One has to admire Sophilos’s courage in undertaking what was surely one of the most challenging portrait assignments of all time. The Greeks did not yet have iconographic traditions of how Ocean should be drawn, but plenty of complex ideas as to what he – it? – represented. To them, Ocean was at once a monster, a god, and a ‘river’ that ran in a circle around the world. In its waters lurked primal terrors and awesome power, able to defeat even the mightiest of mortals. It bounded the world the Greeks knew, the oikoumene or ‘inhabited Earth’, the contiguous continental group of Europe, Asia and Africa. There was nothing beyond it. Both terminal and infinite, its waters stretching into immeasurable distance, Ocean formed for the Greeks what a memorable modern television voiceover has dubbed the ‘final frontier’ – outer space, in the most literal meaning of that phrase.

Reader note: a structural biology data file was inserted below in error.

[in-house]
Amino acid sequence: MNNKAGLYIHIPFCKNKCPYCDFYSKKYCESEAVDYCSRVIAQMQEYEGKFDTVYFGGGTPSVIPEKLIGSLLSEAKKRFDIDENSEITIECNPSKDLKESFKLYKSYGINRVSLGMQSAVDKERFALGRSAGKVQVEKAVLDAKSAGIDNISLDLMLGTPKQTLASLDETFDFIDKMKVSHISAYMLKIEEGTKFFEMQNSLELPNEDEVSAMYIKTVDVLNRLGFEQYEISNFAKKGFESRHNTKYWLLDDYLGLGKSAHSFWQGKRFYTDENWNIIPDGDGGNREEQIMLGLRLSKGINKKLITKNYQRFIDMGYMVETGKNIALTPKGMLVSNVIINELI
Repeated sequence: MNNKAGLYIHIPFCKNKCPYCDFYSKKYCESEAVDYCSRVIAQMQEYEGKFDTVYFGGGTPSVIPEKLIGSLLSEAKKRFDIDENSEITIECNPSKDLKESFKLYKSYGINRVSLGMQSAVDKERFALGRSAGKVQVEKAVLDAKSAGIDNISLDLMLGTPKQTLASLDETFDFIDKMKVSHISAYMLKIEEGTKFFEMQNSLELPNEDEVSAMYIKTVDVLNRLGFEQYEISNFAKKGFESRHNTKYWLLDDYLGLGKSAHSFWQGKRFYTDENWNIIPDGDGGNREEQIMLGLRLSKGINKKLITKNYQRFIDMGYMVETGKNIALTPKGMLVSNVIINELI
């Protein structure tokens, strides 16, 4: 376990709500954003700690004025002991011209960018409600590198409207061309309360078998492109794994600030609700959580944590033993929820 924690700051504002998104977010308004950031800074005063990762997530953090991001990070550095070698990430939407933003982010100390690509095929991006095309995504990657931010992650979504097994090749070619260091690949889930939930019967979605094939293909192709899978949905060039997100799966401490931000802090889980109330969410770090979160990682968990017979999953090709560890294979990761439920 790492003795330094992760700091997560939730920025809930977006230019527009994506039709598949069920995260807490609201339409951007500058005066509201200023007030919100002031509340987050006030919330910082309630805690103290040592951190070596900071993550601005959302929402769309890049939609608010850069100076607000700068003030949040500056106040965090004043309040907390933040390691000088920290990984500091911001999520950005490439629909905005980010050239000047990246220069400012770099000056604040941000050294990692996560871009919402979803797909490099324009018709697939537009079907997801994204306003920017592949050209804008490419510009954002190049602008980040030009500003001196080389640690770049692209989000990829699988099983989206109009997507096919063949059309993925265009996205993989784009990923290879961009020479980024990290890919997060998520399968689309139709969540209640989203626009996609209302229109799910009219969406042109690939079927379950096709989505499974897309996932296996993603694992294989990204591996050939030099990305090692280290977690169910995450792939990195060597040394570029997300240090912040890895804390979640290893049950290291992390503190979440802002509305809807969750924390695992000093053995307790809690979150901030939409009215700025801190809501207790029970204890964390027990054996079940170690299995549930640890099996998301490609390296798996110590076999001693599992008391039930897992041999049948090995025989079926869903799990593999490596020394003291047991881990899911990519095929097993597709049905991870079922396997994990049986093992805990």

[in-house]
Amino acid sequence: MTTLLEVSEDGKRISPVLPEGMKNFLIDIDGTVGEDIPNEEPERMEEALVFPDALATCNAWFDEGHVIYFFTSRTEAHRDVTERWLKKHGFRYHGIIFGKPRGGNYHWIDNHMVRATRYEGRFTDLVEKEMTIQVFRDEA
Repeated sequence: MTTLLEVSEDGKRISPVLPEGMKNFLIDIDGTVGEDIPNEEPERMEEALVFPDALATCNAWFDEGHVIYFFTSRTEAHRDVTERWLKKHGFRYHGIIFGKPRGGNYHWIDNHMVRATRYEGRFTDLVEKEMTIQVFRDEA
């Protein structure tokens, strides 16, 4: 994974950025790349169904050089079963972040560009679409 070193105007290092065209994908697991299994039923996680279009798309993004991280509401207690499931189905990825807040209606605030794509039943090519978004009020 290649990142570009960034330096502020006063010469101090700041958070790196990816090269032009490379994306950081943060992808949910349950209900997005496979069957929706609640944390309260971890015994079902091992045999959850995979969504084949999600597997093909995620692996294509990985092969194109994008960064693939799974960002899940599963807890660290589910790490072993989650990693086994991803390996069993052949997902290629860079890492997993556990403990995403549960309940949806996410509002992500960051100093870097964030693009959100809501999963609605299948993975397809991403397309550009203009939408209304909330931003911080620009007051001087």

After all, if Ocean had no further shore, it might eventually trail off into sky, might it not? Such, at any rate, is the implication contained in Homer’s poems, the earliest literary records preserved from ancient Greece. In the Iliad and Odyssey, Homer describes the Great Bear (what Americans call the Big Dipper), a constellation that never set below the Aegean horizon, as ‘lacking a share in the baths of Ocean’ – as though the water extended all the way to the stars. Homer and his contemporaries must have imagined the Earth as a disk, not a sphere, and that conception left the question of its terminus unanswerable, perhaps not even askable. Ocean fulfilled the vital function of ‘filling in the blank’ between the end of land and the dome of the heavens. For Greek sailors and navigators, whose routes through the island-studded Aegean rarely took them out of sight of land, such a yawning void must have seemed unimaginably vast.